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Again. It’s a word that can bring relief and frustration, excitement and even panic.

The beautiful irony is that the accompanying emotion of the word is determined by who speaks the word, as well as the context in which it is spoken.

A child can speak the word again as a declaration of excitement because of being able to engage in a fun filled activity or the child can speak the word as a question of disappointment because of having to repeat a mundane task. The child is not the only one to do so. As adults, we have the capability to do the same.

Elijah’s servant is quite familiar with this, as he was instructed once times to go back (again) to see if the cloud was in the sky (1 Kings 18:41-46). The one instruction required him to go back seven times (whew). I imagine he got tired of the back-and-forth scenario. Though he trusted the instructor, Elijah, he may have whispered a prayer to God that the cloud would be visible this time around or that he maintain the necessary endurance to keep looking until he was able to give Elijah the required answer. Finally on the seventh go round, he saw the cloud.

He’s not the only one who has history with the word. Simon Peter a fisherman also has an acquaintance with the word again (Luke 5:1-7). In this particular text, the word itself isn’t used, but it is implied. After Jesus has finished preaching, he tells Simon Peter to let down his (fishing) nets into the deep. Peter let’s Jesus know he and his colleagues went back and forth all night, with no return. By the tone of his reply to Jesus, it was obvious there was a bit of hesitance. Be mindful not to judge Simon, as we’ve all been in that place before. You know the place – the mindset of wanting to call it quits because we have had enough. Our minds and bodies are tired. We don’t have any more energy to give to the matter. We’re done. That’s it and that’s all.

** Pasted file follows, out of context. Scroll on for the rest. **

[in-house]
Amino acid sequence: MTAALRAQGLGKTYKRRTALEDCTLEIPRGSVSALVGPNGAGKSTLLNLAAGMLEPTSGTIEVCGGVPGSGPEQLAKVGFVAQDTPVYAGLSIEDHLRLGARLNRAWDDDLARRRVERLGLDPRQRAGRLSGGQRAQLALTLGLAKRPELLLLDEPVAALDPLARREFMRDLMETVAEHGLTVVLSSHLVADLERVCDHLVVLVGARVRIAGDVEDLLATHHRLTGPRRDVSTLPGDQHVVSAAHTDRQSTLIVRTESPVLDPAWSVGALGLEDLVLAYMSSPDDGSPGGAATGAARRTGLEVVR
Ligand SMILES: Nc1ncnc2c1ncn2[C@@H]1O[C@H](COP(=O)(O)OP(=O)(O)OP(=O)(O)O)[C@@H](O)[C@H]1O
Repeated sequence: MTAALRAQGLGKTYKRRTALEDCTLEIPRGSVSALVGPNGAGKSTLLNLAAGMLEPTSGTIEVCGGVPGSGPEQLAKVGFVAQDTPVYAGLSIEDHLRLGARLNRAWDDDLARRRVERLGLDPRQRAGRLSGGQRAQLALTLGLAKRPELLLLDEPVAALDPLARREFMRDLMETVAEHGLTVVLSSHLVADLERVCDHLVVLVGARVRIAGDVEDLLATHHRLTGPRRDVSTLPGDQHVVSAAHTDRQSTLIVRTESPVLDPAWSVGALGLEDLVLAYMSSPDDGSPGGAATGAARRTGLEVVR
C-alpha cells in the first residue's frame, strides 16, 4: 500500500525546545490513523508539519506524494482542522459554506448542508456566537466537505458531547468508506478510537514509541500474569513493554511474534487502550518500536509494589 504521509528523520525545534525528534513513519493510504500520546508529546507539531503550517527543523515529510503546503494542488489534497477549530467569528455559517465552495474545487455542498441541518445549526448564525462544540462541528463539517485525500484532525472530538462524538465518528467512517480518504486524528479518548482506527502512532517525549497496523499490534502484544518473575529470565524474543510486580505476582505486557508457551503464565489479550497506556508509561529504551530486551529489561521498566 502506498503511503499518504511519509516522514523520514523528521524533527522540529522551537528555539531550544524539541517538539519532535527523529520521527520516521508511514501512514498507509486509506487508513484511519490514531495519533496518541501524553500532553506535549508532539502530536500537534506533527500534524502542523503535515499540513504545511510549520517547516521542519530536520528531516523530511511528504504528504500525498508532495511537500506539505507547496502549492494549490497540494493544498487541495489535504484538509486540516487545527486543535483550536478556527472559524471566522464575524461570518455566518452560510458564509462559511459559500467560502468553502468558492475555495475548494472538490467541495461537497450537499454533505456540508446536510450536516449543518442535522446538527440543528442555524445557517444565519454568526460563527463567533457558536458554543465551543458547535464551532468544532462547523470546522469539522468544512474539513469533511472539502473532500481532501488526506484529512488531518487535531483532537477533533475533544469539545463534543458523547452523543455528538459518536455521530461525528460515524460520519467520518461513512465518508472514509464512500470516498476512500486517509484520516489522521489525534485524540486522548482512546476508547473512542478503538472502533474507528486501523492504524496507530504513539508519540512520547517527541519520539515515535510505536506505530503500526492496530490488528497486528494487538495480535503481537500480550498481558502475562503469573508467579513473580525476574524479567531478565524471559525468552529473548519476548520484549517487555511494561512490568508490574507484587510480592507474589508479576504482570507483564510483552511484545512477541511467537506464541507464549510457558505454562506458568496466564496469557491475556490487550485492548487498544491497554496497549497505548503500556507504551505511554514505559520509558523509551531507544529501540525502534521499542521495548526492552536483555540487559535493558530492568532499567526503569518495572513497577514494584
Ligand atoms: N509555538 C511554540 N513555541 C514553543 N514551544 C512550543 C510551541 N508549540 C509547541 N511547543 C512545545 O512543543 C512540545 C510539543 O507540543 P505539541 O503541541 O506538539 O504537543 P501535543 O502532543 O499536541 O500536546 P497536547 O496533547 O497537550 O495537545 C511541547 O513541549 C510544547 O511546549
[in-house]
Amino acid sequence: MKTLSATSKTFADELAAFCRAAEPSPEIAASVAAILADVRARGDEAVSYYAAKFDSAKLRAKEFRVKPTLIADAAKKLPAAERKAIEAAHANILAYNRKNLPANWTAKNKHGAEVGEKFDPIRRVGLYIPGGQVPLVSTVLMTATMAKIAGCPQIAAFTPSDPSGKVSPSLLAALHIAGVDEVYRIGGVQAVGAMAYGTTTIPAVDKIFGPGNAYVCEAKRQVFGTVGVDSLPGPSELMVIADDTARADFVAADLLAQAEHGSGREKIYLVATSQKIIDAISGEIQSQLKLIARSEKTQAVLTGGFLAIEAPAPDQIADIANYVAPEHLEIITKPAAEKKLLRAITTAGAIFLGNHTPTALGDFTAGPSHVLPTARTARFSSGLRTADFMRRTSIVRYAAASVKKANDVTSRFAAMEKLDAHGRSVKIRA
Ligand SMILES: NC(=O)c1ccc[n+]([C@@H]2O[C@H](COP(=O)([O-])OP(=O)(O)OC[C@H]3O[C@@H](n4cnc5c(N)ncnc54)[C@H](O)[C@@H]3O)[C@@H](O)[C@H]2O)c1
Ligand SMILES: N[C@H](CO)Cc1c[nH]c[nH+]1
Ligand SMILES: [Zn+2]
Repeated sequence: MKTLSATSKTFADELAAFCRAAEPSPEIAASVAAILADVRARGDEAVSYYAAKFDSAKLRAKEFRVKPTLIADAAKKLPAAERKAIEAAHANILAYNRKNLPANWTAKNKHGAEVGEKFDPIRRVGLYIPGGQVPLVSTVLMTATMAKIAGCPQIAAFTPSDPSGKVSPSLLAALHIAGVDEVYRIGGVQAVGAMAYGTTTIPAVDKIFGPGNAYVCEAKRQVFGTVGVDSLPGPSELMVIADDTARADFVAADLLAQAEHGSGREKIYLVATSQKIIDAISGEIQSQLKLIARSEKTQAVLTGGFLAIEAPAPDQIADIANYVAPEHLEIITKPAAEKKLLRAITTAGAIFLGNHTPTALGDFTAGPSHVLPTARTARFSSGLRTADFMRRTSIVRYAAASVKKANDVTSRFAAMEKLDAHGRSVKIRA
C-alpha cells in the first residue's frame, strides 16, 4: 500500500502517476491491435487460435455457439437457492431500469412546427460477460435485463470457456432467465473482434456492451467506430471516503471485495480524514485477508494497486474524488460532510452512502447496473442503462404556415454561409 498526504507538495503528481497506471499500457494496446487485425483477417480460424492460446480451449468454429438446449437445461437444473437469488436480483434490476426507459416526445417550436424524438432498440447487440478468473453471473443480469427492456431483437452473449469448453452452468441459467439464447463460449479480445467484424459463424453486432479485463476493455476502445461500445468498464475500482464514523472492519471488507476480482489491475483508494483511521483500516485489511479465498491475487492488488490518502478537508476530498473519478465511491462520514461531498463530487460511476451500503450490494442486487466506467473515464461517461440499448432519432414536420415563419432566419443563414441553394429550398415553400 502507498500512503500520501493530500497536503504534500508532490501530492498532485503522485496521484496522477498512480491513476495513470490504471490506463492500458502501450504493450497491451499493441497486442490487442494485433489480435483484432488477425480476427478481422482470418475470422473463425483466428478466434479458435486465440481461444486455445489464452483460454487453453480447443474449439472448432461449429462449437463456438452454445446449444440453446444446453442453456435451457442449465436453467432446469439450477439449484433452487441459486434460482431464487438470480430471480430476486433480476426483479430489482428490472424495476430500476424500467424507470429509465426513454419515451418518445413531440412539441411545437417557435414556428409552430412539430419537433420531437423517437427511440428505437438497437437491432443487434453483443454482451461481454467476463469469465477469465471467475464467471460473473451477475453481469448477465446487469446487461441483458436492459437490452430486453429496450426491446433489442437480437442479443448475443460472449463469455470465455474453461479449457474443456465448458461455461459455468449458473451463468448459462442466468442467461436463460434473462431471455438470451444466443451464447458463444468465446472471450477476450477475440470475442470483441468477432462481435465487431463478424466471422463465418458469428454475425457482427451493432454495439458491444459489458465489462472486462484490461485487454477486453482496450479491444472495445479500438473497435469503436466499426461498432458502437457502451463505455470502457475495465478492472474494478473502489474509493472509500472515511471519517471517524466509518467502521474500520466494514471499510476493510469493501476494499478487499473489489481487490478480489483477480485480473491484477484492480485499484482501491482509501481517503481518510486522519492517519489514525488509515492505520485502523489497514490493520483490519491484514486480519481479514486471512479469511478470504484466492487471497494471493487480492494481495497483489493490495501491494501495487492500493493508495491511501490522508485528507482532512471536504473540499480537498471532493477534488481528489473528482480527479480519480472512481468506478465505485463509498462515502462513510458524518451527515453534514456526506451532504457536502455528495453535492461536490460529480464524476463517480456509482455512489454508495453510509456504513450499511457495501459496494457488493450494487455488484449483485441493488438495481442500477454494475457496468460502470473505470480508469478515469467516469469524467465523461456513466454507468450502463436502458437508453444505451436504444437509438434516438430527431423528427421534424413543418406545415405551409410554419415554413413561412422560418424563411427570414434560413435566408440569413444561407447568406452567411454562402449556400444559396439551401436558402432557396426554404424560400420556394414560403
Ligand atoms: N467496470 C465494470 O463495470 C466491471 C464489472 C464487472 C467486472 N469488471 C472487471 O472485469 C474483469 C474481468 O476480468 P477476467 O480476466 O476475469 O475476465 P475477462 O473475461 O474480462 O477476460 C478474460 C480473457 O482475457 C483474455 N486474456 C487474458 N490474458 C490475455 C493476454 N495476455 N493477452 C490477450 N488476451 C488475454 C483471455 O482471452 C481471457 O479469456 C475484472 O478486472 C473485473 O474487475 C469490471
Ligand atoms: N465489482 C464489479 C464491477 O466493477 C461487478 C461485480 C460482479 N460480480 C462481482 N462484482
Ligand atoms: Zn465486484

Yet, we receive the instruction to try again. We get the divine nudge to give it one more push…one more chance…one more go. This time, we have to go a bit beyond our normal range of capacity. We have to go out into the deep (lengthen our stakes and enlarge our tents). We have to think outside the box. There’s hesitance, but our willingness outweighs the doubt.

One more time. One more push. One more go didn’t just put us in a place of returning to a previous position or condition, as Oxford Dictionary defines the word. Instead we find ourselves in a space of gratitude, not only because the matter turned out for our good, but in a way that is exceeding, abundantly above all we asked, thought or imagined it would be, because we leaned into again.

Contact Rev. Rae Karim at rae.karim@gmail.com.

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